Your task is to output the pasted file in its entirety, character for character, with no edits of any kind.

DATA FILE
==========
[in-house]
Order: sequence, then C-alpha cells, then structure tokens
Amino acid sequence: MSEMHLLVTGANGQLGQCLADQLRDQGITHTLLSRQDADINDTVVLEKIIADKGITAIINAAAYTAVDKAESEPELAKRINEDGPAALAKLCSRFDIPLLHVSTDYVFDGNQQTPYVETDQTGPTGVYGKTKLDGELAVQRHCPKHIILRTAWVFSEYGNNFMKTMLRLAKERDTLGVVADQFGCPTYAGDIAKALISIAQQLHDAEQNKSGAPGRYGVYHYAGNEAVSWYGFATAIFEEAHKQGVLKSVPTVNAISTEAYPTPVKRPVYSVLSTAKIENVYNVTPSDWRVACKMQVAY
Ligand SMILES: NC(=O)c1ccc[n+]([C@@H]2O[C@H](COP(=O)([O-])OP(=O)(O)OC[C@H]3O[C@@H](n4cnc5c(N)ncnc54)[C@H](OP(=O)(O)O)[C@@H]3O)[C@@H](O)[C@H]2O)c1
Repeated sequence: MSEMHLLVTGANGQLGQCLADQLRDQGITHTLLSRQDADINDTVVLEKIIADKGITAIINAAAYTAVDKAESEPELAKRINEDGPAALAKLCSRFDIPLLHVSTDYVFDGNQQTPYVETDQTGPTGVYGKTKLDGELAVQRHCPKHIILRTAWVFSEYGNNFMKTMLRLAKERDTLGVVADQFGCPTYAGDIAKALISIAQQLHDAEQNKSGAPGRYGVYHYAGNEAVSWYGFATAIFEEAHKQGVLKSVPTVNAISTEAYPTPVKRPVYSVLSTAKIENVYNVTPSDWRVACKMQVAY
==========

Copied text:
[in-house]
Order: sequence, then C-alpha cells, then structure tokens
Amino acid sequence: MSEMHLLVTGANGQLGQCLADQLRDQGITHTLLSRQDADINDTVVLEKIIADKGITAIINAAAYTAVDKAESEPELAKRINEDGPAALAKLCSRFDIPLLHVSTDYVFDGNQQTPYVETDQTGPTGVYGKTKLDGELAVQRHCPKHIILRTAWVFSEYGNNFMKTMLRLAKERDTLGVVADQFGCPTYAGDIAKALISIAQQLHDAEQNKSGAPGRYGVYHYAGNEAVSWYGFATAIFEEAHKQGVLKSVPTVNAISTEAYPTPVKRPVYSVLSTAKIENVYNVTPSDWRVACKMQVAY
Ligand SMILES: NC(=O)c1ccc[n+]([C@@H]2O[C@H](COP(=O)([O-])OP(=O)(O)OC[C@H]3O[C@@H](n4cnc5c(N)ncnc54)[C@H](OP(=O)(O)O)[C@@H]3O)[C@@H](O)[C@H]2O)c1
Repeated sequence: MSEMHLLVTGANGQLGQCLADQLRDQGITHTLLSRQDADINDTVVLEKIIADKGITAIINAAAYTAVDKAESEPELAKRINEDGPAALAKLCSRFDIPLLHVSTDYVFDGNQQTPYVETDQTGPTGVYGKTKLDGELAVQRHCPKHIILRTAWVFSEYGNNFMKTMLRLAKERDTLGVVADQFGCPTYAGDIAKALISIAQQLHDAEQNKSGAPGRYGVYHYAGNEAVSWYGFATAIFEEAHKQGVLKSVPTVNAISTEAYPTPVKRPVYSVLSTAKIENVYNVTPSDWRVACKMQVAY